| A group of devotees at the Kalighat temple offer puja on Saturday seeking India’s victory. Picture by Pradip Sanyal
How to tackle the guile of Glenn McGrath and the express speed of Brett Lee in Sunday’s World Cup final' By appeasing Goddess Kali. That seems to be the ploy adopted by followers of the country’s ‘secular religion’ to neutralise the Aussie arsenal.
From early on Saturday, hundreds of cricket-crazy youths — from both the city and the suburbs — thronged Kalighat and Dakshineshwar with a list of common prayers — let our master blasters tear the Australian bowling attack apart and send the coveted Cup back ‘home’ after two decades.
Tricolour bandanas wrapped around their foreheads, members of Sports Lovers’ Association from south Calcutta were queuing up in front of the Kalighat temple.
“We have asked Ma for the Cup, nothing more,” said Shantanu Chowdhury from Belgachhia, holding a dali and Sourav’s garlanded photograph.
‘Devotees’ from the suburbs also flooded the Dakshineshwar temple. Amit, Uttam and Kamalesh had come along with others from Hridaypur, on the city’s northern fringes, armed with a 150-ft Indian flag and a replica of the World Cup. After uttering a pulverise-Ponting mantra, they released three pigeons painted with tricolour stripes into the afternoon air.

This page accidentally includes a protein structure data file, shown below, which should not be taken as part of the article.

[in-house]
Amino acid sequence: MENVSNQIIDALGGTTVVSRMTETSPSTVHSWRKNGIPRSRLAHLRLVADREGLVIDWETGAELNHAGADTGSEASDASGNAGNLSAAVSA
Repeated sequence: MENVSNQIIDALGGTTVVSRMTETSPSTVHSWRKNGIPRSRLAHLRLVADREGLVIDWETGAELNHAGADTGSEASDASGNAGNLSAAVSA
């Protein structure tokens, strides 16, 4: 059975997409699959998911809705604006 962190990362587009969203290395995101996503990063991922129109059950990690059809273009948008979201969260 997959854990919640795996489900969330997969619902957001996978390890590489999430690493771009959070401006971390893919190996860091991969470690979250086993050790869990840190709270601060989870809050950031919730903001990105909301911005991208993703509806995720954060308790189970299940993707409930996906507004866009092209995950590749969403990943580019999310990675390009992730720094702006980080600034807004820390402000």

“We have turned vegetarian since the Kenya match. Tomorrow, we will eat nothing till the last ball,” said Amit. “Let Sachin teach Lee and McGrath a lesson... we will break our fast together.”
Suvajeet Choudhury had come all the way from Seoraphuli in Hooghly with his friends with a prayer to save Sehwag from yet another early exit. “Ma Kali ke bollam,Veeru-r bhaggo phiriye dao (I prayed to the Mother to help Sehwag return to form),” the 20-something beamed. Aloke Mukherjee, a member of the Kalighat temple committee, said: “People are coming in with a single wish —India’s victory. Some are staying back the entire day to worship the goddess.”
If some were temple-bound, others headed for the market. And making hay were the likes of Sohail Ashraf, who did brisk business at his Gariahat stall selling giant posters of Indian cricketers. A veteran in the trade for seven years, he has never had the going so good. “Sales peaked after India trounced Pakistan. I used to sell six-seven posters on the match days till the Super Six stage but now I am selling 75-80 a day,” said Sohail.
India jerseys were also fast disappearing off the racks. At the Pantaloons Gariahat outlet, more than 150 pieces had been sold on Saturday by the afternoon. For the likes of the Puddapukur-based Doshis, who had bought a blue shirt each, this is the time to “keep faith and show your true colours”.